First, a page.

First Person today or Close Third allow the reader to get inside the POV character’s head. This sets the medium apart from movies or television and I would propose that this is why the book is most often better than the movie.

For an author to do this effectively, the character needs to be alive with real thoughts and preferences and opinions. How else will they react to what comes their way? And isn’t this fantastic story telling? When the characters take hold and even argue with us the author.

I saw a documentary about the filming of Indiana Jones, Raiders of the Lost Ark. There is a scene where a samurai guy whips around his sword and taunts Jones. The documentary said that the original script called for an intricate fight scene where Jones eventually beats the Samurai. But Harrison Ford argued that his character had a gun and would simply shoot the Samurai dead. The story was rewritten.

Recently I have been writing a thriller involving a hitman, an FBI agent, a financial guru in witness protection, and I needed another character to round out the mix—a face of the evil corporate conglomerate. Fei. She is a middle-aged Chinese national and she runs a section of the corporation, laundering money made from sex trafficking and drugs.

I’m a discovery writer so often times I start with an idea and see where it goes with a distant idea in mind. I did not expect what Fei decided to do.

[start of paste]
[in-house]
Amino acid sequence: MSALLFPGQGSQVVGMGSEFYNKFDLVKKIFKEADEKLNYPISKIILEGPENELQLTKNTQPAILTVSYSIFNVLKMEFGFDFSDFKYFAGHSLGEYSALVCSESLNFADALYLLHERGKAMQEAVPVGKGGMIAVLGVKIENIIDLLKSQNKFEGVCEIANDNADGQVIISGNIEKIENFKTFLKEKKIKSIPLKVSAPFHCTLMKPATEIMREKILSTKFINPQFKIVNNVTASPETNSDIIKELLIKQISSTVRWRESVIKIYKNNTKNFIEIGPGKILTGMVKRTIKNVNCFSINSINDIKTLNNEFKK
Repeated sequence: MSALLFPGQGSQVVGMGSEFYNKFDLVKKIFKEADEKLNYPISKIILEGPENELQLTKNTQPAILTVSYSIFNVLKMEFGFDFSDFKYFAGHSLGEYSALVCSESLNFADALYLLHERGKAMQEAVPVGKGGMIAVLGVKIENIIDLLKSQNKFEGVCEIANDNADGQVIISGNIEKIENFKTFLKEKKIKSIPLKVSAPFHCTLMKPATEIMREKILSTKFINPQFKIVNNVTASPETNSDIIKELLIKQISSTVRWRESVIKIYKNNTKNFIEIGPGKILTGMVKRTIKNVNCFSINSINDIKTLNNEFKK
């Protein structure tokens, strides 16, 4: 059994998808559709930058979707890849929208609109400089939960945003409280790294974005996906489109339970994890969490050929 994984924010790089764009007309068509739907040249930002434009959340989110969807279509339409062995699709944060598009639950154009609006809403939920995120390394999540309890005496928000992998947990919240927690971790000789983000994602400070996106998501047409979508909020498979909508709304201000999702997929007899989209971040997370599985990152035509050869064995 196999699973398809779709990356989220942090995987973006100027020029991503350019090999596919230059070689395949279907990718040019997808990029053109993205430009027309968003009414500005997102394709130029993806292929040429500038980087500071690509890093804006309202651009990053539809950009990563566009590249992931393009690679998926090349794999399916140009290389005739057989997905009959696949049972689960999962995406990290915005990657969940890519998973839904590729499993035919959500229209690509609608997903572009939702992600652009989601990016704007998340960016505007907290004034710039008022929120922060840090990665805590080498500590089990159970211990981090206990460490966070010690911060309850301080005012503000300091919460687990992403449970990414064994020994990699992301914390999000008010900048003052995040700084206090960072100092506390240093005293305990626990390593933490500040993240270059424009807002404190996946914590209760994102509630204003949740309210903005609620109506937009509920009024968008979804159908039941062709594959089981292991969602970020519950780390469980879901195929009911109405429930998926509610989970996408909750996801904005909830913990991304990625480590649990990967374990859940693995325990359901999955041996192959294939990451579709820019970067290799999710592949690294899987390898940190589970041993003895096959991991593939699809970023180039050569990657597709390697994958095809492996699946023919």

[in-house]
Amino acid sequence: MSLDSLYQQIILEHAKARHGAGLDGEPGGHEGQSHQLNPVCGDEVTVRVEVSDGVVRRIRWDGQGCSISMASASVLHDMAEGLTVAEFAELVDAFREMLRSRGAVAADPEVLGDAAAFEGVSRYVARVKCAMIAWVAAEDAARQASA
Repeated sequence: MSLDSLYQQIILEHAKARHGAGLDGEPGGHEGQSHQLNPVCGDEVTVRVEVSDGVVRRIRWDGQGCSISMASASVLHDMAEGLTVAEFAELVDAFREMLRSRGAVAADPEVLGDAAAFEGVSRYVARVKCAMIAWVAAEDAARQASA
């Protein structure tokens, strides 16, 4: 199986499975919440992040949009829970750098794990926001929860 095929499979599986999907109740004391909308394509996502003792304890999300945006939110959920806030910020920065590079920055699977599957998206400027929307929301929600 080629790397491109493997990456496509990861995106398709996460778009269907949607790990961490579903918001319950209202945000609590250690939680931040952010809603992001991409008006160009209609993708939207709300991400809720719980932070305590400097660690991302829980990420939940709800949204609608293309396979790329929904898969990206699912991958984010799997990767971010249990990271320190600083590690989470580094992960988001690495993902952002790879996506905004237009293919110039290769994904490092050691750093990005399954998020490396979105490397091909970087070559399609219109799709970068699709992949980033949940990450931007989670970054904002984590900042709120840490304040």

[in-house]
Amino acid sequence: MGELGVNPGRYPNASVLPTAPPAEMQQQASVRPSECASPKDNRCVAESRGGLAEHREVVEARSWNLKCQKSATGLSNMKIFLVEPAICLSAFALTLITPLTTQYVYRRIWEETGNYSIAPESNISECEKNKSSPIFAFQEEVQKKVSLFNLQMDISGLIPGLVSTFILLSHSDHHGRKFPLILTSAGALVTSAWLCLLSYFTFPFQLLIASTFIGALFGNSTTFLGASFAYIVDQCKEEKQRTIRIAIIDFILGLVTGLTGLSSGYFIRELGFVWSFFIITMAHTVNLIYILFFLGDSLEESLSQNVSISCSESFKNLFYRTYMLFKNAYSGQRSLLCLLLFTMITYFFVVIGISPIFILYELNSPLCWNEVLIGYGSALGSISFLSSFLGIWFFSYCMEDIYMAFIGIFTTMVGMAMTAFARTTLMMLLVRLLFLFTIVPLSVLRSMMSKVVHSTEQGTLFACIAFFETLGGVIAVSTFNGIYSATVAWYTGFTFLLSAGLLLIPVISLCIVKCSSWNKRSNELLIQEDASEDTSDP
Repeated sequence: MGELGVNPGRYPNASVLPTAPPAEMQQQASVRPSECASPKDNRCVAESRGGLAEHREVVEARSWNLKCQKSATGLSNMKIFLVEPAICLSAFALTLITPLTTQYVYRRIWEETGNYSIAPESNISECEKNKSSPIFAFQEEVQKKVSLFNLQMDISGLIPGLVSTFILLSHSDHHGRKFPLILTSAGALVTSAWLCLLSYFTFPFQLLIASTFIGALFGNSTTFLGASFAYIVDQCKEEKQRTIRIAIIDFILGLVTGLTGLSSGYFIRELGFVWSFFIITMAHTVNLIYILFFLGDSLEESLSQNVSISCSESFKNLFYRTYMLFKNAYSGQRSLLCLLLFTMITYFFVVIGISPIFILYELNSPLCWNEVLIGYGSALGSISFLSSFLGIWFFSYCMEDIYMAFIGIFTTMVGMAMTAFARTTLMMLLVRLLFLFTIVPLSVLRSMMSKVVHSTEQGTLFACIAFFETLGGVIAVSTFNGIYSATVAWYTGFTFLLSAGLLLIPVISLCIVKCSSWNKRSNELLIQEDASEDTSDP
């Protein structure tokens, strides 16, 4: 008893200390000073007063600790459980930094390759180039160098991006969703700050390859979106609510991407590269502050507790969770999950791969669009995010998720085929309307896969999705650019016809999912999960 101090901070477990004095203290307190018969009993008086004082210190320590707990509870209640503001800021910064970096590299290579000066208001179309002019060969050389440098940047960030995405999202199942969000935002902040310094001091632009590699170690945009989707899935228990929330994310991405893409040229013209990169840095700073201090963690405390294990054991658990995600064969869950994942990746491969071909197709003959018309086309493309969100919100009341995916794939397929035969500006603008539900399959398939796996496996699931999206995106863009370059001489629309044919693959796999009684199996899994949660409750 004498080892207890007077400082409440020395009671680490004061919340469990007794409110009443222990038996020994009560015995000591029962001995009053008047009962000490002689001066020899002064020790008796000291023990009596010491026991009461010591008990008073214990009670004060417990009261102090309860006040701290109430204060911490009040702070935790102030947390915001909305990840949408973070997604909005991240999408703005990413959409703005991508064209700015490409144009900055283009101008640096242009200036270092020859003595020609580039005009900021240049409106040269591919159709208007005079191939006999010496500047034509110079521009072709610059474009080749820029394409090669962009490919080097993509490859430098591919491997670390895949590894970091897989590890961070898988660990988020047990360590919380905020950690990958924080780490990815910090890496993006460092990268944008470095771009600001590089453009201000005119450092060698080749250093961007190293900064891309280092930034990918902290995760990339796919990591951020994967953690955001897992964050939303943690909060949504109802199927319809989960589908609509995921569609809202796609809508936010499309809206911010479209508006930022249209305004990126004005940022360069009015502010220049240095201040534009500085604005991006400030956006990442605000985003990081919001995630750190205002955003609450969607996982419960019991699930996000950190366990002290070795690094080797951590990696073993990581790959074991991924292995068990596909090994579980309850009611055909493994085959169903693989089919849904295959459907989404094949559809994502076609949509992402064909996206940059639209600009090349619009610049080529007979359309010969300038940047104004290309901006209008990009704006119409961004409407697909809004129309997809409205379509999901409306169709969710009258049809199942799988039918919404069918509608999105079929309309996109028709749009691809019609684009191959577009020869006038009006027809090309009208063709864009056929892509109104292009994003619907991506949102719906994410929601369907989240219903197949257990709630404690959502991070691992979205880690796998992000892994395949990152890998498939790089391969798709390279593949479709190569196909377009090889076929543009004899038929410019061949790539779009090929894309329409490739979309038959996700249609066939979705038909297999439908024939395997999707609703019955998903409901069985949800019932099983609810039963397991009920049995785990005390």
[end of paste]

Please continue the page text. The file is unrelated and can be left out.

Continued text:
I needed her to ask the hitman to kill this guy, but Fei let me know that this was not an easy thing for her to do and that she’d developed feelings for this dude. I pushed it. She had her lover killed. Part of her was sad, and another felt power and control. She handled the death in a very interesting way. Two chapters later and Fei is now a serial killer. I did not expect that at all, but Fei, with her personality, her childhood issues, her lust and disgust for men, her struggling marriage with a husband who is reluctant to come out of the closet, all of these dynamics have formed and created Fei, a person, a character, someone that I would recognize if I bumped into her on the street (and then I’d run like hell in the opposite direction).

Real characters aren’t cliché. They aren’t faceless drones. They are a compilation of many people. They have wants and goals and dreams and they struggle and have weaknesses. And when they are real, we as readers recognize that and the story resonates with us.